Sunday, July 11, 2021

The Good, the Bad, and the Ugly of the Pandemic


What's that one thing you ever regret not doing before the Pandemic hit?

Is it about all work and no play? No travels? Is it not having enough money? Is it about being cold and not being able to extend a hand and give a warm embrace? 

What about your fitness goals? That dream job abroad? Or perhaps your dream house, 
dream car and the dream wedding?

This pandemic brought chaos and bad energy into our lives. It has caused anxiety, fear, apathy, and grief. It killed our dreams and highest hopes. It made a lot of people hopeless and helpless. It made us believe that life is short and that life could suddenly be gone.

However, this pandemic isn't just about the negativity it brings. But it has also unleashed the best in us. It has tested our resilience and faith. It made us be more kind and understanding. It taught us the value of a good relationship. It has made us realize that money is not everything. And it helped us ponder on our existence and life purpose.


What's the ugly side and the bitter truth this pandemic brings? It's our inability to understand the nature of suffering. Our inability to prioritize what's essential versus what's unwanted. Our inability to see other's worth and even our worth.

The saddest truth is when the invisible enemy turns out to be our blind spots. Our inability to spot our weaknesses. Our inability to unleash our hidden powers and energy. That after all these years, we're still stuck with the false beliefs from our society and the influence of the majority. 

The good, the bad, and the ugly are the taste of what we are and what we give out to this world. We may never know when this pandemic will end, but it's not the end yet to make a restart, to make a new beginning, and so we'll have a happy ending. 

©️ 2021 Del Cusay

Sunday, July 4, 2021

Patan Durbar Square and the Royal City

I've never seen such a magnificent old city as Patan Durbar Square, located about eight kilometers south of Kathmandu.

Patan is the old name of the present-day Lalitpur, is considered the third-largest city of Nepal after Kathmandu and Pokhara.

While the old city of Patan offers a nostalgic tour of its royal past, there's one place to visit, learn and appreciate -- the Patan Durbar Square.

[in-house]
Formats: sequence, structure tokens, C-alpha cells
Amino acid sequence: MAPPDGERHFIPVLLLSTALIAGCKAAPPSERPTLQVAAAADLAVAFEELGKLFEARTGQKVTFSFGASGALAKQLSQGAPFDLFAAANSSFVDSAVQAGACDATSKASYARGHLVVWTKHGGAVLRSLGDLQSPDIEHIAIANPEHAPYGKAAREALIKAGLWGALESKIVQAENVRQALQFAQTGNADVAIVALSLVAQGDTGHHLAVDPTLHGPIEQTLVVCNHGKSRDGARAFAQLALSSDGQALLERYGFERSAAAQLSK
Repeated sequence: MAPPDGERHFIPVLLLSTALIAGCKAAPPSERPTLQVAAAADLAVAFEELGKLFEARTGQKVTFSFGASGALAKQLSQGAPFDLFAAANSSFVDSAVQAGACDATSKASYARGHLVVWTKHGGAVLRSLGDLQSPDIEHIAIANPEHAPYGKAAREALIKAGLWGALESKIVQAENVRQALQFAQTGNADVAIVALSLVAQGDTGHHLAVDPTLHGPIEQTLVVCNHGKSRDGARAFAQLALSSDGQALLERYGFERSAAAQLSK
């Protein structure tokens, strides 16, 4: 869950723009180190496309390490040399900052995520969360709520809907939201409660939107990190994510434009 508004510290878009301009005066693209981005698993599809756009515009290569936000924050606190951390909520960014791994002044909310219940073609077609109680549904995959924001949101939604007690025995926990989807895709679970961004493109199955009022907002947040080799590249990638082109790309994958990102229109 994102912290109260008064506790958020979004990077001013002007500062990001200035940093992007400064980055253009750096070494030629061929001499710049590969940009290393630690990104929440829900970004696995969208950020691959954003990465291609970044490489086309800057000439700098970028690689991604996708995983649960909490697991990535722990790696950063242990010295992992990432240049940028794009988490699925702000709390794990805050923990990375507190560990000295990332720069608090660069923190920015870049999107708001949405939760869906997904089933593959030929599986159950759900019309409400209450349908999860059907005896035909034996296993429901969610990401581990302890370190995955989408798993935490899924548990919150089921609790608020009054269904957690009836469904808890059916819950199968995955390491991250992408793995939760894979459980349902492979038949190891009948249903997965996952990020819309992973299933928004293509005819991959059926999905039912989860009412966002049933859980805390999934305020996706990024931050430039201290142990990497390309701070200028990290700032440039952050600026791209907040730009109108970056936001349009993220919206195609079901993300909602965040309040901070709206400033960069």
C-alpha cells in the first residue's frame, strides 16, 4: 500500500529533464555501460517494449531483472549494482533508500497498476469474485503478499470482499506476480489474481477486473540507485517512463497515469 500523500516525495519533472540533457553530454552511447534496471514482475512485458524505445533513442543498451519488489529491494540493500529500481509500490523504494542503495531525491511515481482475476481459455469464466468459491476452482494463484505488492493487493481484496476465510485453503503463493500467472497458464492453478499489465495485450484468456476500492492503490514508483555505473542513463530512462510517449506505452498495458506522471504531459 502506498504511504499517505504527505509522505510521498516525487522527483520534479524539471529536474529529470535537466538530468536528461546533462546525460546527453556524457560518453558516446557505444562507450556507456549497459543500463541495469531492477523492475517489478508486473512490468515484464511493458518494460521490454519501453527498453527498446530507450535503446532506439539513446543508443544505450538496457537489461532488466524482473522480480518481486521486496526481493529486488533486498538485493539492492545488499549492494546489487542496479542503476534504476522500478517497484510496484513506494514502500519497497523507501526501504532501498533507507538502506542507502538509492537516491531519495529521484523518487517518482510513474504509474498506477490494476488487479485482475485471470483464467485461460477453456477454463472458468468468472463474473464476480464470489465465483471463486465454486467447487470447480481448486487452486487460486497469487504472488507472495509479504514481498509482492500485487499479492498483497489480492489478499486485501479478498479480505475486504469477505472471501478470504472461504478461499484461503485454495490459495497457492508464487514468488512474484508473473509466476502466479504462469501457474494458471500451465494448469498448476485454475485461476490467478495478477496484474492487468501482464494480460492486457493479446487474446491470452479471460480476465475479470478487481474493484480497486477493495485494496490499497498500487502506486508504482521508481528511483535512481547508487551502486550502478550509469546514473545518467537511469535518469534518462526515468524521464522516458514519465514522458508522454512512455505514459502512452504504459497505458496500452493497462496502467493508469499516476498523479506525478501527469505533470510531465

I'm lucky to have visited one of the three Durbar Squares in the Kathmandu valley which is also a UNESCO World Heritage Site. The other two Durbar Squares are located in Kathmandu and Bhaktapur, but unluckily I wasn't able to visit.

But then, as I entered Patan Durbar Square, I could feel that it has a rich cultural past and the most magnificent royal palace worth visiting.

It has 155 courtyards and 55 major temples that are significant to Hindus and Buddhists. I was able to get inside one of the main temples and had a great appreciation of the architecture and the arts.

Patan is a city of fine arts. And the marvelous architectures are reminiscent of how arts are ingrained in their culture, preserved, and passed on to the next generations. Their craftsmanship is superb and brilliant as they create wood, stone, and metal carvings. 

Patan has preserved its rich tradition of artistic craftsmanship from the local woodcarvers and handicraft makers. From the time of Royal King Newar, artistic skills still live on. 

I was fortunate to have visited Patan Durbar Square in 2013 before it was hit by a strong earthquake in April 2015. Some of the temples and structures were heavily damaged. The good thing is that it was already reconstructed just like the original structure.

Patan Durbar Square is a truly unforgettable experience. Walking on the tiled red bricks while staring at the red wall bricks was like a teleport back to the old days of fine arts and great craftsmanship.

©️ 2021 Del Cusay